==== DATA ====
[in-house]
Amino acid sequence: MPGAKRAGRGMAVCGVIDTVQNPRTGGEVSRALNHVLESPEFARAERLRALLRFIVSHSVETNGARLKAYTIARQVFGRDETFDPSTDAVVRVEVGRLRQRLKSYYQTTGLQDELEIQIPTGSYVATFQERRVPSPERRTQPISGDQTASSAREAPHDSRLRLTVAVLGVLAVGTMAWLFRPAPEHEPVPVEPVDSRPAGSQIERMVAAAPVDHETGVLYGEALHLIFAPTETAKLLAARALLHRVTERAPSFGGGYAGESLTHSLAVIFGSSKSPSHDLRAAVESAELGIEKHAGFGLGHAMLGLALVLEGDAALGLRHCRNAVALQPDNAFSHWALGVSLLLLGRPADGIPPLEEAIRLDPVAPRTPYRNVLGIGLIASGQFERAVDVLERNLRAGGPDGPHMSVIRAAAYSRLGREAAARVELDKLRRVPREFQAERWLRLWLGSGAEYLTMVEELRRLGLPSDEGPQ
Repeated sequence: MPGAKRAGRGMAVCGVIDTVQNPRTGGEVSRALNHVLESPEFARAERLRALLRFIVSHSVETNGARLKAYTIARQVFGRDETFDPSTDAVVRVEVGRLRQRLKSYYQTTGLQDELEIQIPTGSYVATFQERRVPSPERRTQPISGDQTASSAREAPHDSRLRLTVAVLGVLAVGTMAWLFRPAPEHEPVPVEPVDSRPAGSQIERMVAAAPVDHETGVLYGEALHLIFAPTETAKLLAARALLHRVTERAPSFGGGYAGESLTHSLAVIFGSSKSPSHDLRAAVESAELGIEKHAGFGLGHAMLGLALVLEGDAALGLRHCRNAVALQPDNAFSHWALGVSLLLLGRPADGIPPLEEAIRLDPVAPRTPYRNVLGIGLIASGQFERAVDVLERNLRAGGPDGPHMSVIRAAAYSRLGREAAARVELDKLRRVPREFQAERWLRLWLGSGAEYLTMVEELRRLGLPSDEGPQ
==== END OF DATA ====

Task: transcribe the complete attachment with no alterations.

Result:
[in-house]
Amino acid sequence: MPGAKRAGRGMAVCGVIDTVQNPRTGGEVSRALNHVLESPEFARAERLRALLRFIVSHSVETNGARLKAYTIARQVFGRDETFDPSTDAVVRVEVGRLRQRLKSYYQTTGLQDELEIQIPTGSYVATFQERRVPSPERRTQPISGDQTASSAREAPHDSRLRLTVAVLGVLAVGTMAWLFRPAPEHEPVPVEPVDSRPAGSQIERMVAAAPVDHETGVLYGEALHLIFAPTETAKLLAARALLHRVTERAPSFGGGYAGESLTHSLAVIFGSSKSPSHDLRAAVESAELGIEKHAGFGLGHAMLGLALVLEGDAALGLRHCRNAVALQPDNAFSHWALGVSLLLLGRPADGIPPLEEAIRLDPVAPRTPYRNVLGIGLIASGQFERAVDVLERNLRAGGPDGPHMSVIRAAAYSRLGREAAARVELDKLRRVPREFQAERWLRLWLGSGAEYLTMVEELRRLGLPSDEGPQ
Repeated sequence: MPGAKRAGRGMAVCGVIDTVQNPRTGGEVSRALNHVLESPEFARAERLRALLRFIVSHSVETNGARLKAYTIARQVFGRDETFDPSTDAVVRVEVGRLRQRLKSYYQTTGLQDELEIQIPTGSYVATFQERRVPSPERRTQPISGDQTASSAREAPHDSRLRLTVAVLGVLAVGTMAWLFRPAPEHEPVPVEPVDSRPAGSQIERMVAAAPVDHETGVLYGEALHLIFAPTETAKLLAARALLHRVTERAPSFGGGYAGESLTHSLAVIFGSSKSPSHDLRAAVESAELGIEKHAGFGLGHAMLGLALVLEGDAALGLRHCRNAVALQPDNAFSHWALGVSLLLLGRPADGIPPLEEAIRLDPVAPRTPYRNVLGIGLIASGQFERAVDVLERNLRAGGPDGPHMSVIRAAAYSRLGREAAARVELDKLRRVPREFQAERWLRLWLGSGAEYLTMVEELRRLGLPSDEGPQ